English Heritage Building ID: 292742 (Grade II, 1952)
Place
Beddingham is a village in the Lewes district of East Sussex. The area was settled in pre-Roman times with many tumuli in the surrounding hills originating in the Iron Age. The Roman villa at Beddingham was excavated by David Rudling between 1987 and 1992. Construction began in the late first century AD, and the villa was occupied until the mid fourth-century. There was a wooden roundhouse built originally (around 50 AD) before Roman construction began towards the end of the century. When the Saxons came, one of the buildings on the site was hollowed out, presumably to be used as a Sunken Feature Building (Grubenhaus). It is interesting that the fill of the cut contains a mix of Late Roman and Early Saxon pottery, suggesting some degree of continuity of settlement. Beddingham was a Saxon royal minster. It was probably seized by Offa of Mercia following his annexation of Sussex early in the 770s. One of his coins was found there. Once back in Saxon possession, the land was bequeathed by King Alfred to his nephew Aethelm, and the manor was later held by Earl Godwin. The manor of Preston in Beddingham (or 'Preston Becklewin') was originally held by the Abbey of Bec and passed to King's College, Cambridge, at its foundation. The original church was wooden. The Normans used local flint from the South Downs to construct the present building. The XIII century farmhouse at Itford Farm (Grade II* listed) is being converted into a youth hostel (YHA) and outdoor activity centre to be known as YHA South Downs, and is due to open in Spring 2013.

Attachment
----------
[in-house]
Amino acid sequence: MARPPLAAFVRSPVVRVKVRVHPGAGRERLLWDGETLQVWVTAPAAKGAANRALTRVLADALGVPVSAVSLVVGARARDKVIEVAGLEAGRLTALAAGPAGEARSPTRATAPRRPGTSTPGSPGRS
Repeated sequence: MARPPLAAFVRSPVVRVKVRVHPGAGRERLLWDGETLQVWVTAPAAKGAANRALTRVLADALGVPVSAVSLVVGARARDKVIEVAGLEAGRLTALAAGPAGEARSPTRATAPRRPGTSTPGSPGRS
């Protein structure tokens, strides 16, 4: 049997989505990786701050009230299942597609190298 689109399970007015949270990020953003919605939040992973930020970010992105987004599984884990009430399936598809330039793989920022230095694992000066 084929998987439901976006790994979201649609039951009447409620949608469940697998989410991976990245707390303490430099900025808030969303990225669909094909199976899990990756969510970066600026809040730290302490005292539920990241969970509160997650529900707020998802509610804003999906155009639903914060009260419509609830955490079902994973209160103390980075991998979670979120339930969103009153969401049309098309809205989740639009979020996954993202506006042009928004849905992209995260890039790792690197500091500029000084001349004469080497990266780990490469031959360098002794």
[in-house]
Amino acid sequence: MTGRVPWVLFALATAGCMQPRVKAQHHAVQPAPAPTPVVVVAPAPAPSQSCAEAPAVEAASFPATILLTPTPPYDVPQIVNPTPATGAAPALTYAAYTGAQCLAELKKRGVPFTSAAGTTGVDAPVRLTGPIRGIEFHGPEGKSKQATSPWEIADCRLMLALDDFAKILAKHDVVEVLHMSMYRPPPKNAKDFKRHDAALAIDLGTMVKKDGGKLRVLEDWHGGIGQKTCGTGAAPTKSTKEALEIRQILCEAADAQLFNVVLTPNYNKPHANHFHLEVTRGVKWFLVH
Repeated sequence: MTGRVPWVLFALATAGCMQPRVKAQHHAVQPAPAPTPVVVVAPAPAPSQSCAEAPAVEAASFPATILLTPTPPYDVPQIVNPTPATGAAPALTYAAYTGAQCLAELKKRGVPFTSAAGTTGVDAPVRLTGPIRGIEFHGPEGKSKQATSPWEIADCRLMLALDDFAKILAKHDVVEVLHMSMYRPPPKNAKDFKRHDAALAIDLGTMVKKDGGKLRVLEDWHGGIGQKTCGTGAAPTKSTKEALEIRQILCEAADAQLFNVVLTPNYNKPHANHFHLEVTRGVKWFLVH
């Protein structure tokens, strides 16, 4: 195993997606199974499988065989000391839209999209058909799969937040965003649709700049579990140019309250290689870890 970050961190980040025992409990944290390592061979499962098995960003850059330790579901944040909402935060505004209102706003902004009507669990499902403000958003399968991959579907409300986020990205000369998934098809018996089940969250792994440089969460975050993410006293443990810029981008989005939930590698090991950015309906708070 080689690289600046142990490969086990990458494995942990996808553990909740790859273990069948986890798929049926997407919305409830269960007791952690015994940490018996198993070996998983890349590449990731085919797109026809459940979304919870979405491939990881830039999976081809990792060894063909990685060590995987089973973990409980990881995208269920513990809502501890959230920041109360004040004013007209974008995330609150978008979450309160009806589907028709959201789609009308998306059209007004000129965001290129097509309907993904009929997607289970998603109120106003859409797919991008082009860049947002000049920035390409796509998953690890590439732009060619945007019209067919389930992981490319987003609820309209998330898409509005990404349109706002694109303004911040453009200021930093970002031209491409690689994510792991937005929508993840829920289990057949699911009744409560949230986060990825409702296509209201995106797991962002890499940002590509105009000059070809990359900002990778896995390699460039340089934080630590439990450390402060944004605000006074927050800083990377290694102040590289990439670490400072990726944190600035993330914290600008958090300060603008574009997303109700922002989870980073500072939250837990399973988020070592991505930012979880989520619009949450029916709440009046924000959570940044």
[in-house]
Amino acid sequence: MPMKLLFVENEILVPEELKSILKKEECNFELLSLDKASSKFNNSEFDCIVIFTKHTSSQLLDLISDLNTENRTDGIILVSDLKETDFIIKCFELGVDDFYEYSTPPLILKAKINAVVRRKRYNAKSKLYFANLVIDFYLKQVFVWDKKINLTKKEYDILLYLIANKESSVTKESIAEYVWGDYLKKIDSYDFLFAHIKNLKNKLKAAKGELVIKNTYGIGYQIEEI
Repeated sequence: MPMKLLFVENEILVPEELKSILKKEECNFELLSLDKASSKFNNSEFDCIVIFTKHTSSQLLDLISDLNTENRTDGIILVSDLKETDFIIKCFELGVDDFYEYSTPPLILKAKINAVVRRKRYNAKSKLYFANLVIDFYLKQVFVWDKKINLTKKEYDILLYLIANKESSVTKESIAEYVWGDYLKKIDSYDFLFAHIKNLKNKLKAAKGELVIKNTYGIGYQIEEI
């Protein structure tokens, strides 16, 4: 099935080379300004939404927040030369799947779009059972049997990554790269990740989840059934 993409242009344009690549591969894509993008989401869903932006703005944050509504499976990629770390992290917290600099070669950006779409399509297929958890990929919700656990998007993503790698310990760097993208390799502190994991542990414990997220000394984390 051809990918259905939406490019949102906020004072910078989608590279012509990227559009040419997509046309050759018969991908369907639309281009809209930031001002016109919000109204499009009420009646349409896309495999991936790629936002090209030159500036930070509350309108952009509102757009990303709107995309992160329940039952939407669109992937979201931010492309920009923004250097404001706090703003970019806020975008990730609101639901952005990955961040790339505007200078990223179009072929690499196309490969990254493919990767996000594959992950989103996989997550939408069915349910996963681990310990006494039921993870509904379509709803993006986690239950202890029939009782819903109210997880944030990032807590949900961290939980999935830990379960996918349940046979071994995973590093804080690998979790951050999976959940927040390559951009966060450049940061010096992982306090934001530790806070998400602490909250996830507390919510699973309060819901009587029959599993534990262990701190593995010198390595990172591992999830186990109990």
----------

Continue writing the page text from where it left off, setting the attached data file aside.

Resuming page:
Life
Who: Adeline Virginia Woolf, née Stephen (January 25, 1882 – March 28, 1941) and Leonard Sidney Woolf (November 25, 1880 – August 14, 1969)